Remember when you are preparing your post content that you need to convert your code to HTML representations of the ASCII characters (for example < should be converted to &lt; ) otherwise the browser will attempt to execute rather than display the code. 

This can be easily completed with a set of simple text replacements, if you're not confident with the scripting you can use conversion scripts such as these handy examples from Palfrader.

Saturday, February 5, 2011

DFP Small Business and Blogger - Javascript in Posts

Being fairly new to Blogger there are still some tips and tricks that are new to me, and maybe to you too.

When I first placed my DFP tags into the previous post they didn't work. Curious I thought! I know that Google is very big on stopping cross site scripting injection and figured maybe this was the reason why the code wouldn't work.

A further inspection of the code however showed a much easier issue to resolve as a user of Blogger.
DFP Small business tagging instructions tell you that you need to put the script loading code into the Header of your webpage, however in the case of CMS systems and blogging platforms like Blogger you can infact paste this code into the beginning of your post.

Here is the code as it should appear:
<script type='text/javascript' src=''>
<script type='text/javascript'>
<script type='text/javascript'>
GA_googleAddSlot("ca-pub-8884734375688780", "Training_Bunyip");
GA_googleAddSlot("ca-pub-8884734375688780", "Training_Cat");
GA_googleAddSlot("ca-pub-8884734375688780", "Training_Dog");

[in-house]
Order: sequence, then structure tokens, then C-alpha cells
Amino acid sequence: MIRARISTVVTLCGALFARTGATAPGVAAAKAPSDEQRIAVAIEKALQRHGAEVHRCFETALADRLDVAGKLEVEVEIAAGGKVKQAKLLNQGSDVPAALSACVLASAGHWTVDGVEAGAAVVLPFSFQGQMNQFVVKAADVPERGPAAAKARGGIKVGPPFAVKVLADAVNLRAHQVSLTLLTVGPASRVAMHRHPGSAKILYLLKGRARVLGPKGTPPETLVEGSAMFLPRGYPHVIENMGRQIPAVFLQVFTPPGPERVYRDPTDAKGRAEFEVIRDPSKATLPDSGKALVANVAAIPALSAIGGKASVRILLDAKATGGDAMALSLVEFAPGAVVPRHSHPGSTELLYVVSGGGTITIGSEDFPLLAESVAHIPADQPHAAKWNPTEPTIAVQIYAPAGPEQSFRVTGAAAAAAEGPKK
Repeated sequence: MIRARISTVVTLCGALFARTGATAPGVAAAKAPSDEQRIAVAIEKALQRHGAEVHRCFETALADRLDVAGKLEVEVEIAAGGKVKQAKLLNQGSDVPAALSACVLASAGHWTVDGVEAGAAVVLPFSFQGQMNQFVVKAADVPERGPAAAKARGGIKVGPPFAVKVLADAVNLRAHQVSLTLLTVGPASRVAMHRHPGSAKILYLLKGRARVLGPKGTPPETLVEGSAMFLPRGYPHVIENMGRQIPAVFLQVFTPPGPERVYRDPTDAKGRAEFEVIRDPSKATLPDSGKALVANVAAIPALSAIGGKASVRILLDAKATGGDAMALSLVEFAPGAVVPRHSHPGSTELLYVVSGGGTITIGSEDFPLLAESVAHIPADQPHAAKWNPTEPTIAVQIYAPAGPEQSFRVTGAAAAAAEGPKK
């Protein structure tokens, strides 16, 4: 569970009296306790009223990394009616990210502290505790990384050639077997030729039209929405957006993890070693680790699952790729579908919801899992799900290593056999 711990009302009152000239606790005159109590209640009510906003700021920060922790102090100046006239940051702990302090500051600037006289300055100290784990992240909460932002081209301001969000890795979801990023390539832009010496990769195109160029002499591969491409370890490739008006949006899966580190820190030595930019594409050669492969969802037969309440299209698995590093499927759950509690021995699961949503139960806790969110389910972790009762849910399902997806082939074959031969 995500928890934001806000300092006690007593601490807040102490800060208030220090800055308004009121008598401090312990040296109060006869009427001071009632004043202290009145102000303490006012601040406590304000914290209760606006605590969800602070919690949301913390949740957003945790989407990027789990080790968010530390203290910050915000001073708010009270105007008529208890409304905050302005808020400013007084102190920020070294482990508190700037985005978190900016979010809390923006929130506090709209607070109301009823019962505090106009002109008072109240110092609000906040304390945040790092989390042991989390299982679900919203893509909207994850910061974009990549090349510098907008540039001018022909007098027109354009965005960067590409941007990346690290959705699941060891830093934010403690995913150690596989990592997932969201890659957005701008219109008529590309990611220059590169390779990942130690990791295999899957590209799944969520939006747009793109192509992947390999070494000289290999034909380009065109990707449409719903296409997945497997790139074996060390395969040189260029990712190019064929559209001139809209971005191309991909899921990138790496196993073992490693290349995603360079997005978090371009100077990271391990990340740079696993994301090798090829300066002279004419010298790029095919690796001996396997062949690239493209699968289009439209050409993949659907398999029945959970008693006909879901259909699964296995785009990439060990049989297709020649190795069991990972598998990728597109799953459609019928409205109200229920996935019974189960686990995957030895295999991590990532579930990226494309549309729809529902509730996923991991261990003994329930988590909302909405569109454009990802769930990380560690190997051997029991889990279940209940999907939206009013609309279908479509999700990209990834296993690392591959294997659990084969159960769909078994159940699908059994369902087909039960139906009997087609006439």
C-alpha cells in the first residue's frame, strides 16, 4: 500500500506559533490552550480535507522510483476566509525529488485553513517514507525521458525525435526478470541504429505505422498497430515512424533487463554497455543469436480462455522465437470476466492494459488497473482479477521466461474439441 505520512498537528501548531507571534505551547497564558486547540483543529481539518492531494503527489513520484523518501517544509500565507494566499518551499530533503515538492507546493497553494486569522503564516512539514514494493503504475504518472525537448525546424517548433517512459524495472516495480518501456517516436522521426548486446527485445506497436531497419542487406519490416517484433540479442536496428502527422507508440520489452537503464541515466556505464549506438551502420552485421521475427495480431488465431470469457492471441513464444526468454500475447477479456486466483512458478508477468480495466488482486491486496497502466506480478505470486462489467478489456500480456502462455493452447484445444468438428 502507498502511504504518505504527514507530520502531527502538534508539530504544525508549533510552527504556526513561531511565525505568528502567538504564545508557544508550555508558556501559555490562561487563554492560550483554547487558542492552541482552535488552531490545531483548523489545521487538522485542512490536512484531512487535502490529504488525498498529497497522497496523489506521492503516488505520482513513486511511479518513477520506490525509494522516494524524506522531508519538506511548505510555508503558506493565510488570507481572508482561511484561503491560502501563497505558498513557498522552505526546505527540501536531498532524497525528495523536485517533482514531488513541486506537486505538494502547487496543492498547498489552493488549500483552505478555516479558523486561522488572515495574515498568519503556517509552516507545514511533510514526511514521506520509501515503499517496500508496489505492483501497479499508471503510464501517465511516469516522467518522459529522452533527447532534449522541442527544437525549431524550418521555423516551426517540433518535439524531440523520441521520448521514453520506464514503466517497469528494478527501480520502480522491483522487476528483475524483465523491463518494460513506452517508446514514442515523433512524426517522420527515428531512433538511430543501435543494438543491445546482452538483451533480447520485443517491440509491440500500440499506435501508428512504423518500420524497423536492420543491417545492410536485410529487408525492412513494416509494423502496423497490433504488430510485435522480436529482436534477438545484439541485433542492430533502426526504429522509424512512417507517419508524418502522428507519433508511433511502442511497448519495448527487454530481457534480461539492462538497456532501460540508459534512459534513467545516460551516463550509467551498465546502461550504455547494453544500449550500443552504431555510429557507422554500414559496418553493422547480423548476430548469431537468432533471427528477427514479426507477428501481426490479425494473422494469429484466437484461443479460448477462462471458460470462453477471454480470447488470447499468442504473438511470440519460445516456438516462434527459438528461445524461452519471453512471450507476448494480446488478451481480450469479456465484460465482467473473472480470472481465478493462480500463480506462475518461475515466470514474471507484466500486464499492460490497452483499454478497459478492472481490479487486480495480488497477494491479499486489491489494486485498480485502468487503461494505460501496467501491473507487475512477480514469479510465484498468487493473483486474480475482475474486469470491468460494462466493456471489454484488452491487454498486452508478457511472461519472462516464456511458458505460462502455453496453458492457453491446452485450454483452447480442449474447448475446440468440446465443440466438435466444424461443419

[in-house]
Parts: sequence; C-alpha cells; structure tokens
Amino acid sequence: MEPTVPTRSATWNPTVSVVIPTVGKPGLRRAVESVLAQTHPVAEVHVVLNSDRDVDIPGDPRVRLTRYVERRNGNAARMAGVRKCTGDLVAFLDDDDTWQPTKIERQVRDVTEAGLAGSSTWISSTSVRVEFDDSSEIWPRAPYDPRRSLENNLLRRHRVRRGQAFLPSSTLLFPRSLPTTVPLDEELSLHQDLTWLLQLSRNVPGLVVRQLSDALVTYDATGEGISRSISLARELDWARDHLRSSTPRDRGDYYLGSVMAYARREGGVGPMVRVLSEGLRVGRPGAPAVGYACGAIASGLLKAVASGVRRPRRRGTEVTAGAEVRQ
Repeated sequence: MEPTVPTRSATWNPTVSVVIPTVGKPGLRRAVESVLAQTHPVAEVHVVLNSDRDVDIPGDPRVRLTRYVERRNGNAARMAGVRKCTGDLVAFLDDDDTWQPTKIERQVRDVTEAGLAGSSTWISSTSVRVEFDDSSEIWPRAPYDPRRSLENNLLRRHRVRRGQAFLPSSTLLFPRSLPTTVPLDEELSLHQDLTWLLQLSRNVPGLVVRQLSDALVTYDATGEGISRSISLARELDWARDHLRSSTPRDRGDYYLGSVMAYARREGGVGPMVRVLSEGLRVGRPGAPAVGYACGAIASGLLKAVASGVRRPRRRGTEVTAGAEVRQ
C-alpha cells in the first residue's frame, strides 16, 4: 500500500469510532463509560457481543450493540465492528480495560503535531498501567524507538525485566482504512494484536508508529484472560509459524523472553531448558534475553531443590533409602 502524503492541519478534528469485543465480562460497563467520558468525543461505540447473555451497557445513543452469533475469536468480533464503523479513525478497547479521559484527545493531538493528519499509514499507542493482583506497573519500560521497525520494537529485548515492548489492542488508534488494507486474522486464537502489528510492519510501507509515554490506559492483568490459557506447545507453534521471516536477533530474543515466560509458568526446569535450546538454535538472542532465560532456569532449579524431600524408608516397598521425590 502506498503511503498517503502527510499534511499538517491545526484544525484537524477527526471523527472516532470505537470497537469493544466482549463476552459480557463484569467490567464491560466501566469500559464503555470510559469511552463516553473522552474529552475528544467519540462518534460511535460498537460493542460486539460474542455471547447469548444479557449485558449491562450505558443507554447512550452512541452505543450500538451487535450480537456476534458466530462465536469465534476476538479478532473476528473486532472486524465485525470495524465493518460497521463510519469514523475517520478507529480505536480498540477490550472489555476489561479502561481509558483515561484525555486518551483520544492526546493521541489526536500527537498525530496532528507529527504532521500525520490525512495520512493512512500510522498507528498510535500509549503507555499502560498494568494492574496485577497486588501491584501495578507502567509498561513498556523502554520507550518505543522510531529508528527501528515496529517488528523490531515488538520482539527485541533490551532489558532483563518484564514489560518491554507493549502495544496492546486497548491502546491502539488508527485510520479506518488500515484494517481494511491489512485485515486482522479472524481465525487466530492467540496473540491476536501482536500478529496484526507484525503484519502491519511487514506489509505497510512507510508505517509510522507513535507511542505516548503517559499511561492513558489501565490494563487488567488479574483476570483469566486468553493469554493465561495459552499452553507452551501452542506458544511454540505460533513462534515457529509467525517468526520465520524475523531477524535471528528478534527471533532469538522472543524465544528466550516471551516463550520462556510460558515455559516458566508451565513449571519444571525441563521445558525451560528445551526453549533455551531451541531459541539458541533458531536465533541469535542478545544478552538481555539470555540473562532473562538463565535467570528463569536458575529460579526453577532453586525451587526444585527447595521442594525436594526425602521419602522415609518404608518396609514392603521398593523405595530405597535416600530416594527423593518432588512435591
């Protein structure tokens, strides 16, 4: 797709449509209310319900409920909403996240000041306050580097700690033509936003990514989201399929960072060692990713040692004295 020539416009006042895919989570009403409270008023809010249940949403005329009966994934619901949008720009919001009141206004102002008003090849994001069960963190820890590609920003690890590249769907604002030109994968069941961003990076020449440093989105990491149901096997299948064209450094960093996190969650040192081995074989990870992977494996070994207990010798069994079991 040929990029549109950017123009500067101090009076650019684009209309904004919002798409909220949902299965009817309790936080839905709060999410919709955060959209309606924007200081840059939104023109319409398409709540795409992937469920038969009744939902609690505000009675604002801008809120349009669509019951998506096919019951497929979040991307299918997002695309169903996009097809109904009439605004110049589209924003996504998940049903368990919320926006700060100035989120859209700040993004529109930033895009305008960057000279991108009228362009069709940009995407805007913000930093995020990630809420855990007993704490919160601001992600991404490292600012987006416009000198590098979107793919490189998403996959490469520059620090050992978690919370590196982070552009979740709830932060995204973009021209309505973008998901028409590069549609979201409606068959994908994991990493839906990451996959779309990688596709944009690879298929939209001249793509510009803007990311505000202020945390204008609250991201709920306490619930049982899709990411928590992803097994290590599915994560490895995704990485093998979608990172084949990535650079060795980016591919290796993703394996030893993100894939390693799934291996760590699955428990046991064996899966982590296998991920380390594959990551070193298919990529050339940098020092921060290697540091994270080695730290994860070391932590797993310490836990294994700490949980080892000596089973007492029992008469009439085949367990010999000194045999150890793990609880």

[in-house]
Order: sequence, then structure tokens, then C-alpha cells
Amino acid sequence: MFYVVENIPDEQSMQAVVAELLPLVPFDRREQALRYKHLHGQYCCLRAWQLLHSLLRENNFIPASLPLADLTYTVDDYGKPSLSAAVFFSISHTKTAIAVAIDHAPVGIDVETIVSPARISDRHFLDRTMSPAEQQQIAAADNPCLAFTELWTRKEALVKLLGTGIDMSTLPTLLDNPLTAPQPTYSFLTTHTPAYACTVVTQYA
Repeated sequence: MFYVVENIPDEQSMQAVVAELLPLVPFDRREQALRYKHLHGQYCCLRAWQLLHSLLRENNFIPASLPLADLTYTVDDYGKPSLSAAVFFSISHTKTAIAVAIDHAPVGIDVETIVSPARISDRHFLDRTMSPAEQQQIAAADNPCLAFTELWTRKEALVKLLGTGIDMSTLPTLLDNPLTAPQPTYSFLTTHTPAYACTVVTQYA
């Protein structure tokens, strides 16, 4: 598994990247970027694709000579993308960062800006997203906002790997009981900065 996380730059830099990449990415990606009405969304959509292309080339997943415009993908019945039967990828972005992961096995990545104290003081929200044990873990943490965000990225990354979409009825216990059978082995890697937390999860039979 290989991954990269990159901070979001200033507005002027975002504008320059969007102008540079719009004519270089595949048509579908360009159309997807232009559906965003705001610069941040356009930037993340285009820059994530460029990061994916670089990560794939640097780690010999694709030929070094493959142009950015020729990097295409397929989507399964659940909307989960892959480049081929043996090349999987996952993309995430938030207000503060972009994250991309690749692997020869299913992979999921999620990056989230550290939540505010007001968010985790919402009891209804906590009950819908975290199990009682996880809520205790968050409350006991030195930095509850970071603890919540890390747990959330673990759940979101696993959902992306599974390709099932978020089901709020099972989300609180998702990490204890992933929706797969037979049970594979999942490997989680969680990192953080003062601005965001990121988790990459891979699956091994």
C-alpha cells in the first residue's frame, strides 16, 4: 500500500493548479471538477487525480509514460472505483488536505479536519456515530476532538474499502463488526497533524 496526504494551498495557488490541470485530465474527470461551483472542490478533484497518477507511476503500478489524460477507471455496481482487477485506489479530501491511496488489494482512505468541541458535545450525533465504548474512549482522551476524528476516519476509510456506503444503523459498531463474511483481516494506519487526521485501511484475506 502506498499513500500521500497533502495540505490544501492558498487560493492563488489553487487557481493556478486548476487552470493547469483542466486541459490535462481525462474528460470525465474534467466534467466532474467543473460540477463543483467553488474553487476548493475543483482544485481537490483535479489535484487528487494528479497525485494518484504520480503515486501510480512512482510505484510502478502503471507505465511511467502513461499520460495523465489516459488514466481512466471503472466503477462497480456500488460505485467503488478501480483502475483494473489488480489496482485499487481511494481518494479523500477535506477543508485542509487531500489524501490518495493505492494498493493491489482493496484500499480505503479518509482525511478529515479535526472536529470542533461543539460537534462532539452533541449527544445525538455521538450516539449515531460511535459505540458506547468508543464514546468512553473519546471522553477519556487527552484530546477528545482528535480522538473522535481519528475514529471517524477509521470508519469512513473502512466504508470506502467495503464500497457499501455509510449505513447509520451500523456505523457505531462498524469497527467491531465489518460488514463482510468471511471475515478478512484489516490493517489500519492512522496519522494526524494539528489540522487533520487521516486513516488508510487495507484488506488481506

<script type='text/javascript'>
Here is the code as it did appear in my Blog:
<script type='text/javascript' src=''><br /></script><br /><script type='text/javascript'><br />GS_googleAddAdSenseService("ca-pub-8884734375688780");<br />GS_googleEnableAllServices();<br /></script><br /><script type='text/javascript'><br />GA_googleAddSlot("ca-pub-8884734375688780", "Training_Bunyip");<br />GA_googleAddSlot("ca-pub-8884734375688780", "Training_Cat");<br />GA_googleAddSlot("ca-pub-8884734375688780", "Training_Dog");<br /></script><br /><script type='text/javascript'><br />GA_googleFetchAds();<br /></script><br />
The issue is all the additional line breaks, that is when I had tried to cut and paste the scripting code into the post Blogger had inserted this code into my code automatically:
<br />
This causes the browser to parse the Javascript as HTML rather than Jscript and so the ad placements fail to work because the Javascript pre-loaders are not running.
The good news is that this is really easy to fix!
Go to the dashboard of your Blog and go to the "Settings" tab and then the "Formatting" tab:

Make sure that your "Convert Line Breaks" setting is changed to No like so:
Voila! Your in post Javascript now works as intended and you can put DoubleClick for Publishers ad tags into your Blogger posts!

Monday, January 31, 2011

DFP Small Business Ad Tagging

This post is mostly for myself to do some training on DFP Small Business - the direct ad manager sales product for DoubleClick. Combined with AdSense backfill this ensures that you can sell premium inventory while never running out of ad content to serve on your website.
You can see a great introduction to DFP Small Business on YouTube, DFP Small business is a great free advertising product for Small to Medium Enterprises.
You might be interested in the following training videos that I used to set up these ads:
  1. Creating ad units
  2. Setting up content based placements
  3. Generating Tags

This ad should show kitties! 

  This ad should show puppies! 

  This ad I'm going to purposely have no content sold to the placement and have it back filled with AdSense data.

Thursday, January 6, 2011

A new year, a new blog

Well as part of Operation Digital Clean Up a 2011 attempt to consolidate and organise my digital life I decided to move all my blog content to Blogger (previously being a Livejournal devotee). Some of this process was not as easy as I would have liked so I am documenting this and a few other Google Product processes here and will hopefully extend the blog with other technical posts as I need them.